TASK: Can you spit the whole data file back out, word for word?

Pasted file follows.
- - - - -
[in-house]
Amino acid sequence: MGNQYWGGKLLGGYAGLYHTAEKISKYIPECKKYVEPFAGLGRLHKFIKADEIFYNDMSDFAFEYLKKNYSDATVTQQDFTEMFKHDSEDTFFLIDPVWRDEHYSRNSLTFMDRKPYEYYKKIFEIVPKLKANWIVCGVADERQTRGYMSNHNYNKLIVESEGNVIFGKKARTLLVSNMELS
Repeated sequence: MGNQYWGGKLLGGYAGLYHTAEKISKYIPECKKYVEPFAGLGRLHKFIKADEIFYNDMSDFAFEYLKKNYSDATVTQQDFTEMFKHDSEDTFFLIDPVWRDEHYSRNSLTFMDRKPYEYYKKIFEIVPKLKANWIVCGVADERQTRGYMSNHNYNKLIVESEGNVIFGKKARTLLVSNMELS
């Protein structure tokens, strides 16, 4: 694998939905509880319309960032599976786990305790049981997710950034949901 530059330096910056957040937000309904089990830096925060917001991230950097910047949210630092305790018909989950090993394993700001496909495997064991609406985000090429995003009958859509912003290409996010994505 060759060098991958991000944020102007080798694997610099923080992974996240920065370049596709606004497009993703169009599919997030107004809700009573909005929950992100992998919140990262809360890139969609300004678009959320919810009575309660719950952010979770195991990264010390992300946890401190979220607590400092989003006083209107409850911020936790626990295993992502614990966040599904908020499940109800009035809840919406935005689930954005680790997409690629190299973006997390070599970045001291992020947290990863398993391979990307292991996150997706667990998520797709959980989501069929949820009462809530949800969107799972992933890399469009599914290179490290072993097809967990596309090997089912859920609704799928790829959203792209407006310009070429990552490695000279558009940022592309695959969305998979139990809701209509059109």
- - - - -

[in-house]
Amino acid sequence: MGNQYWGGKLLGGYAGLYHTAEKISKYIPECKKYVEPFAGLGRLHKFIKADEIFYNDMSDFAFEYLKKNYSDATVTQQDFTEMFKHDSEDTFFLIDPVWRDEHYSRNSLTFMDRKPYEYYKKIFEIVPKLKANWIVCGVADERQTRGYMSNHNYNKLIVESEGNVIFGKKARTLLVSNMELS
Repeated sequence: MGNQYWGGKLLGGYAGLYHTAEKISKYIPECKKYVEPFAGLGRLHKFIKADEIFYNDMSDFAFEYLKKNYSDATVTQQDFTEMFKHDSEDTFFLIDPVWRDEHYSRNSLTFMDRKPYEYYKKIFEIVPKLKANWIVCGVADERQTRGYMSNHNYNKLIVESEGNVIFGKKARTLLVSNMELS
């Protein structure tokens, strides 16, 4: 694998939905509880319309960032599976786990305790049981997710950034949901 530059330096910056957040937000309904089990830096925060917001991230950097910047949210630092305790018909989950090993394993700001496909495997064991609406985000090429995003009958859509912003290409996010994505 060759060098991958991000944020102007080798694997610099923080992974996240920065370049596709606004497009993703169009599919997030107004809700009573909005929950992100992998919140990262809360890139969609300004678009959320919810009575309660719950952010979770195991990264010390992300946890401190979220607590400092989003006083209107409850911020936790626990295993992502614990966040599904908020499940109800009035809840919406935005689930954005680790997409690629190299973006997390070599970045001291992020947290990863398993391979990307292991996150997706667990998520797709959980989501069929949820009462809530949800969107799972992933890399469009599914290179490290072993097809967990596309090997089912859920609704799928790829959203792209407006310009070429990552490695000279558009940022592309695959969305998979139990809701209509059109």